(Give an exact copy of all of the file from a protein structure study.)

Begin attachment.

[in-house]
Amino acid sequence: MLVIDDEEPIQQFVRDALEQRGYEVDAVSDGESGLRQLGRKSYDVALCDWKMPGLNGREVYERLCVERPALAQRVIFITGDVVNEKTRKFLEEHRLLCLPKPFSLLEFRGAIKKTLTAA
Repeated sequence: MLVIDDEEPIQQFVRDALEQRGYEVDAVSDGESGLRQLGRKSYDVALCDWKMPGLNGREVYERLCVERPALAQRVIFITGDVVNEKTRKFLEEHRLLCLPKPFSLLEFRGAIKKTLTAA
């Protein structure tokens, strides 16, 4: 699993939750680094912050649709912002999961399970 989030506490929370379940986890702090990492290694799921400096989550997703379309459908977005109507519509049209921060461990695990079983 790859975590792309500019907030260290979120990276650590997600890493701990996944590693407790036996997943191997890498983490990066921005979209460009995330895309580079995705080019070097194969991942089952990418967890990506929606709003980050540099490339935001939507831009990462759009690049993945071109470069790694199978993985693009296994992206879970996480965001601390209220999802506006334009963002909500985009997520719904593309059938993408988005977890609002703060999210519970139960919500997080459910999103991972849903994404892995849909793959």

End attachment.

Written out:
[in-house]
Amino acid sequence: MLVIDDEEPIQQFVRDALEQRGYEVDAVSDGESGLRQLGRKSYDVALCDWKMPGLNGREVYERLCVERPALAQRVIFITGDVVNEKTRKFLEEHRLLCLPKPFSLLEFRGAIKKTLTAA
Repeated sequence: MLVIDDEEPIQQFVRDALEQRGYEVDAVSDGESGLRQLGRKSYDVALCDWKMPGLNGREVYERLCVERPALAQRVIFITGDVVNEKTRKFLEEHRLLCLPKPFSLLEFRGAIKKTLTAA
């Protein structure tokens, strides 16, 4: 699993939750680094912050649709912002999961399970 989030506490929370379940986890702090990492290694799921400096989550997703379309459908977005109507519509049209921060461990695990079983 790859975590792309500019907030260290979120990276650590997600890493701990996944590693407790036996997943191997890498983490990066921005979209460009995330895309580079995705080019070097194969991942089952990418967890990506929606709003980050540099490339935001939507831009990462759009690049993945071109470069790694199978993985693009296994992206879970996480965001601390209220999802506006334009963002909500985009997520719904593309059938993408988005977890609002703060999210519970139960919500997080459910999103991972849903994404892995849909793959």